My last blog—essentially a complaint that moms, even when they're the primary breadwinners, are often the ones to take primary responsibility for organizing the household and the kids—certainly struck a nerve, especially with working dads. The comments from dads were varied: Most said they try hard to do their fair share; A few argued that moms like me should shut up and go home, where we belong. Here’s my favorite from the latter camp:
“Many feminists seem to me to be angry at God for designing biology so that the hardship of childbirth falls on them. They never stop to think maybe there are good reasons for that design - maybe women as a whole are just better at taking care of home and hearth. Maybe our kids and our homes miss something when women aren't the "primary caregivers". So instead of railing against "traditional" roles of men and women, perhaps try embracing them and making your family and society the better for it.”
Almost all seemed to agree that when inequality occurs, women are at least partly to blame:
“I can’t think of one husband that would be able to handle the flak for doing things less than the wife’s way,” one commenter said.
To get more insight into what the struggle for a 50/50 split feels like from the dad’s point of view, I spoke to Marc Vachon. Marc and wife Amy recently launched a web site called equallysharedparenting.com. They practice what they preach: Both work part-time so they can divide the parenting and housework. They also make an effort to have equal time for recreation. For tips from Marc and Amy, see my colleague Lauren Young’s recent blog. Here’s what Marc had to say:
Q: Do you think women—and their high standards—are part of the problem?
A: I don’t think women are often very comfortable with letting guys do things their way.
I think women believe society expects them to take care of the house and childcare. Amy and I have this discussion. For example, when we were planning a birthday party for our daughter, I said, “I’ll plan this one.” She got a little concerned. She felt the party would reflect on our family and on her ability to do a good job.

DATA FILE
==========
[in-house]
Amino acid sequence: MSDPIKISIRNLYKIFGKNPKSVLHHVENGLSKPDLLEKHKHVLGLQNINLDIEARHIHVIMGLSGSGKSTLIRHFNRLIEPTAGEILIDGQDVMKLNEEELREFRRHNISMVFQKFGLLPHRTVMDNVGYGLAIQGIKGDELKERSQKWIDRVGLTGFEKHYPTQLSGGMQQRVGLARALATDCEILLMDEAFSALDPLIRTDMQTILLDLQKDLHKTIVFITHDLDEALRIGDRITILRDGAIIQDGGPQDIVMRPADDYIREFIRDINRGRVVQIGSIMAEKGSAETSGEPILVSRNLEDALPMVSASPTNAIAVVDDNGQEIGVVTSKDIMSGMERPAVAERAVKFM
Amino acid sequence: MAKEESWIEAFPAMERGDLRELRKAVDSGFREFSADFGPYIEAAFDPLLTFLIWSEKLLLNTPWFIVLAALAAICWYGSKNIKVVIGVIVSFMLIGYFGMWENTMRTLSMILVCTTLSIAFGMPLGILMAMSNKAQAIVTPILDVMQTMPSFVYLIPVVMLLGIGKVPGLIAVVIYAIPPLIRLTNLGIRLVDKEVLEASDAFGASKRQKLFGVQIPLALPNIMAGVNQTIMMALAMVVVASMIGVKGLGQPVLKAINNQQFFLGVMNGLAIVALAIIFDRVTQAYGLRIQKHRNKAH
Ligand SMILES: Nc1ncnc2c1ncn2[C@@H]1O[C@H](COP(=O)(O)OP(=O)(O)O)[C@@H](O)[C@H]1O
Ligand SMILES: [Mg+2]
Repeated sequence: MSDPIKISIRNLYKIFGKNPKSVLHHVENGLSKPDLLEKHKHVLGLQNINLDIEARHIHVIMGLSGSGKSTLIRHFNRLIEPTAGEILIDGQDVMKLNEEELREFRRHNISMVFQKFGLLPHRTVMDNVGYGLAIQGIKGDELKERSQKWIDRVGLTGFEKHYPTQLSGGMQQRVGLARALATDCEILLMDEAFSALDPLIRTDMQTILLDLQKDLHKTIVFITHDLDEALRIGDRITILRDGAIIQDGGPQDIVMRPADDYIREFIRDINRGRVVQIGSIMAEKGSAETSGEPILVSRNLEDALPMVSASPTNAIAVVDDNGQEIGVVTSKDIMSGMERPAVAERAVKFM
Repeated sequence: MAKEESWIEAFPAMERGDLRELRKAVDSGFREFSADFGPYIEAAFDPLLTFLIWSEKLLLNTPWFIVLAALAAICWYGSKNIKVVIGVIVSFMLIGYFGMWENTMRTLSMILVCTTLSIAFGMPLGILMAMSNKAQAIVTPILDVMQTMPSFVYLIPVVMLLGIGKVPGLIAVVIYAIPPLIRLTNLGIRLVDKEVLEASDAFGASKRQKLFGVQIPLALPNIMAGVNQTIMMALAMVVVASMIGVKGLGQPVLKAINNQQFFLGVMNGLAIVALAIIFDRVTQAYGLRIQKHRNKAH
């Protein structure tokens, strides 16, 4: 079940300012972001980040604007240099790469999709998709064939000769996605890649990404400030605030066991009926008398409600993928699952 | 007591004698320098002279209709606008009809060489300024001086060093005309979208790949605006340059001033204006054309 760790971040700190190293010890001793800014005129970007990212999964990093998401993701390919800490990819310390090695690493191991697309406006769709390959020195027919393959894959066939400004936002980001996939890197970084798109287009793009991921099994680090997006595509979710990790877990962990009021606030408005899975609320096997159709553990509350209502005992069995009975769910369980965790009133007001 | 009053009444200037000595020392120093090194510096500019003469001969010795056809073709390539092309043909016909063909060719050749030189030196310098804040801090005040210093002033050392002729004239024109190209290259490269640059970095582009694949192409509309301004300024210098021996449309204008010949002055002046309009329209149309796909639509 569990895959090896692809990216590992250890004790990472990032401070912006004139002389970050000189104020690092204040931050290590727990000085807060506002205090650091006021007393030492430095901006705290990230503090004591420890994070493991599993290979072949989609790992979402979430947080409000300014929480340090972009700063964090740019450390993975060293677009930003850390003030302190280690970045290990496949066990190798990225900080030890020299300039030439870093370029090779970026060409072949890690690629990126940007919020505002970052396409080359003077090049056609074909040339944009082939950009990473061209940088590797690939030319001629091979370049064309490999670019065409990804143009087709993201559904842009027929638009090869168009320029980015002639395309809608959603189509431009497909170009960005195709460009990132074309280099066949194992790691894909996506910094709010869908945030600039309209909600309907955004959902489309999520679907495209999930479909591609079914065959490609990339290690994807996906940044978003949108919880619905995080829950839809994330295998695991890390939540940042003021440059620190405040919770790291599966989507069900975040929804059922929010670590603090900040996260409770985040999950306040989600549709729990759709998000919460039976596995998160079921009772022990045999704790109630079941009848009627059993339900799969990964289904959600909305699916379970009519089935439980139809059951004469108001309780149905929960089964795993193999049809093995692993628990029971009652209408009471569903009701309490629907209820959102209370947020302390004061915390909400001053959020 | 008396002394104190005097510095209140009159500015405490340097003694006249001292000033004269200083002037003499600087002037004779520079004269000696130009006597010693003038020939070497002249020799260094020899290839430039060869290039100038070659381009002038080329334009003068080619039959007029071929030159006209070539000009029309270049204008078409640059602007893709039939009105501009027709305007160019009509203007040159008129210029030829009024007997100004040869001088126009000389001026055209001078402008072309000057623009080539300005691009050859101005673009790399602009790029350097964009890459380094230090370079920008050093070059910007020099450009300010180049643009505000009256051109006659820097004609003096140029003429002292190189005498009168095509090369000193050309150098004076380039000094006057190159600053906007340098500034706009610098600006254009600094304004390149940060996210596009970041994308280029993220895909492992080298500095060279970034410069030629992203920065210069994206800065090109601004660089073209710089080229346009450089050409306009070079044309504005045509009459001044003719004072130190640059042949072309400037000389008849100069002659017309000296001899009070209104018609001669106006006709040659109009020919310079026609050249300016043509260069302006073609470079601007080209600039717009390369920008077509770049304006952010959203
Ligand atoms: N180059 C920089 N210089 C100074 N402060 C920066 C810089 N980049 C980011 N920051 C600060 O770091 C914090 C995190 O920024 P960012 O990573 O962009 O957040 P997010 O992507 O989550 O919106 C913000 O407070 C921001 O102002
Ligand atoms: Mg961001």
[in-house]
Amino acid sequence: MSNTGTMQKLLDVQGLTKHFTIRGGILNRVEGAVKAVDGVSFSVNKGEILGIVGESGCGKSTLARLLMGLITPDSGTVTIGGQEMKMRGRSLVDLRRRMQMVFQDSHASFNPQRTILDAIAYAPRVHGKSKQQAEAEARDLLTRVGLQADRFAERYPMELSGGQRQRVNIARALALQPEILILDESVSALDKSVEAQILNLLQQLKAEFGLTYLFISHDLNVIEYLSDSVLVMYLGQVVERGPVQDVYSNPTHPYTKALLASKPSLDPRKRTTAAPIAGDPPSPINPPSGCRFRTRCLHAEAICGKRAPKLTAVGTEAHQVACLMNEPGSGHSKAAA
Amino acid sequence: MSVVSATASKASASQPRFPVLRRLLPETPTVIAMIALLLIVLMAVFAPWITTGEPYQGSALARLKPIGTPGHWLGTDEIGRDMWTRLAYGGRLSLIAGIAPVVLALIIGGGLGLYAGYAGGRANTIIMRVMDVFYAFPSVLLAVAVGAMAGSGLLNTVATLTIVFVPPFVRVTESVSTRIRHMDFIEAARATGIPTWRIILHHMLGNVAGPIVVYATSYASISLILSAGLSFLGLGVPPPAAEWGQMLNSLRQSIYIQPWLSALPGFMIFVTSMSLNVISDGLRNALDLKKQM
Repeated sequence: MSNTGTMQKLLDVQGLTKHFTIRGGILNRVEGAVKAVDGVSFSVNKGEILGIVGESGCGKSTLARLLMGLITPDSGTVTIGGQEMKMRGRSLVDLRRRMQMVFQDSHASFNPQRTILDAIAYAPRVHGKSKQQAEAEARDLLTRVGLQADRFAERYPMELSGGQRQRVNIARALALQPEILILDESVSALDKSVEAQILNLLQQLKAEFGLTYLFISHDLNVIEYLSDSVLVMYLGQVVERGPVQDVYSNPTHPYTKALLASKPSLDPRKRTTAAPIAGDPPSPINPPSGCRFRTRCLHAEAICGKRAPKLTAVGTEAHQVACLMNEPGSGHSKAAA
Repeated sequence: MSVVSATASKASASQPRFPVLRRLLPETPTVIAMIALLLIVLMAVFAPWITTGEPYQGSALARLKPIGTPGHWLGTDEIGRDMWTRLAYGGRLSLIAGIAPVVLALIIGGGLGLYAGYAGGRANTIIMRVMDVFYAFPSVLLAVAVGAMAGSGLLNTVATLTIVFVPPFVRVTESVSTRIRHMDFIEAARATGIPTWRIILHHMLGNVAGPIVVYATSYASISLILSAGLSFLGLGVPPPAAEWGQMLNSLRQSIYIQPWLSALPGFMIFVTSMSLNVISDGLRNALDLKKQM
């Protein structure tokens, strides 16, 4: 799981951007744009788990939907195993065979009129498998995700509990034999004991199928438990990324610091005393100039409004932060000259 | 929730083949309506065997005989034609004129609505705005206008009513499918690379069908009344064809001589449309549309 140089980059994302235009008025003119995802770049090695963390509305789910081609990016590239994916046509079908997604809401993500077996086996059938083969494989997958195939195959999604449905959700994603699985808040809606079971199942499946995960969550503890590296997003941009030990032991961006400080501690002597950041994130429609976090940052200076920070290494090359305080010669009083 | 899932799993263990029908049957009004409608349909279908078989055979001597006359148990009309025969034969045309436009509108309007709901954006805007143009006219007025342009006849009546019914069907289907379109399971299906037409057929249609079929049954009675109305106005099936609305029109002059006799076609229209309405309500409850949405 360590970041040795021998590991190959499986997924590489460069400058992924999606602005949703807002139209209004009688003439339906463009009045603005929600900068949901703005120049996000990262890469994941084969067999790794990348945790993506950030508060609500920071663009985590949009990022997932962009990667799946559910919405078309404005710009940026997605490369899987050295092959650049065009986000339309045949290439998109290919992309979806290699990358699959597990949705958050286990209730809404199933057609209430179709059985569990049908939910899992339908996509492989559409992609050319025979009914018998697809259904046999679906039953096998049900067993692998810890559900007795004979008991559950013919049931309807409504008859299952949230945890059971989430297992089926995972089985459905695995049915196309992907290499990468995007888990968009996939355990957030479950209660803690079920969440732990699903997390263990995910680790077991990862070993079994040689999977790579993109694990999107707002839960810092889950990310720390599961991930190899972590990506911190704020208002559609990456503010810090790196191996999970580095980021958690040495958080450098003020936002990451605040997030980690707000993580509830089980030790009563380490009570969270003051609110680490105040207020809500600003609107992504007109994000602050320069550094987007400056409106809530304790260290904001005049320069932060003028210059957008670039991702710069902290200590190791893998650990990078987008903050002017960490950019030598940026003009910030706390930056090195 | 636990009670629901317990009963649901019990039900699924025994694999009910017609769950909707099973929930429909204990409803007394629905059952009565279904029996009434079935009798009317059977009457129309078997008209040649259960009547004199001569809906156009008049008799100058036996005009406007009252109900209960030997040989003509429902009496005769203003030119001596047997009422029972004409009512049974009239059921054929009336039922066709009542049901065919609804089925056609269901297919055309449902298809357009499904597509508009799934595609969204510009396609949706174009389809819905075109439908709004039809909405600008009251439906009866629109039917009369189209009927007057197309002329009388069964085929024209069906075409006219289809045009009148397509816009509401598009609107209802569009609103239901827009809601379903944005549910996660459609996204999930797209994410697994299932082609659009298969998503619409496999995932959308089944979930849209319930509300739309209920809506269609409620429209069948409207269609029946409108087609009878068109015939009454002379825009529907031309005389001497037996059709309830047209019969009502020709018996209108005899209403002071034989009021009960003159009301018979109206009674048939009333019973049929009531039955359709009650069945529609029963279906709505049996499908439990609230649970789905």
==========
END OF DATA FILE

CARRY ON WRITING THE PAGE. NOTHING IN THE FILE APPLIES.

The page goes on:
Q: How can men tell women to back off?
A: When Amy went back to work after maternity leave, she left me a list of thing to do – the times to feed the baby, the clothes to dress him in, etc. I took the list and ripped it in half. She was shocked, but I said, “You’re going to work and I’m at home. I’m doing it my way.”
Q: How can women learn to stifle the urge to micro-manage?
A: The difficult discussion most couples don’t have is “What is the standard the household is going to meet?” That keeps guys from doing their share. If the woman has a higher standard, he thinks to himself “I’m not going to fight it.”
If a husband and wife agree the house needs to be cleaned up before bedtime, then the wife has to learn to get out of the way if it’s his responsibility. Just go to bed – and if it doesn’t get done, then you have a discussion about it the next day.
Amy and I have agreed that one person’s expectations cannot dictate the way the other does a job. For example, when it comes to the laundry, I do all the darks and she does all lights. But I like to wait till there’s a couple of baskets and then spend an afternoon doing it. She likes to do it right away. So, if she needs dark clothes because I haven’t done the darks yet, she has to buy more dark clothes. She had to be open to operating on my timetable.
If she wants to dust every day and he wants to dust every six months and what they agree upon is to dust once a month, then she will have to spend her recreation time dusting if she wants it done more often—because that’s not the standard that was agreed upon.
Q: What if a couple is not equal in the breadwinning department? How can they figure out a way to split the domestic work 50/50?
A: The model we’re proposing is equal across all domains. Once you start skewing that model, it gets more complicated. The person home will do more childcare and probably more housework. But if a woman, say, is home all week, I would make a strong effort to have the guy spend more time on the weekends with the kids so the woman can go out and pursue interests. The problem is if a guy never gets to the point where he’s comfortable taking care of the kids, he can dread being with them. It takes a commitment on the part of a father, in this example, to get to know the kids.
Q: How can a couple try to divide the job of organizing the kids’ activities?
A: Have him worry about the dentist’s appointments, while you deal with the doctors. Recently, Amy said she was feeling like she was doing more than her share of the childcare and housework. She asked me to take over a yard sale for the preschool. I said fine. I’m committing to taking this on. But if I decide not to participate—if I decide it doesn’t meet my threshold—you have to be able to let it go. You cannot nag me or remind me.
Q: Is it going to happen?
A: I don’t know yet. The flyer is on the table. I only mention it because it’s a good example of the woman learning to let go.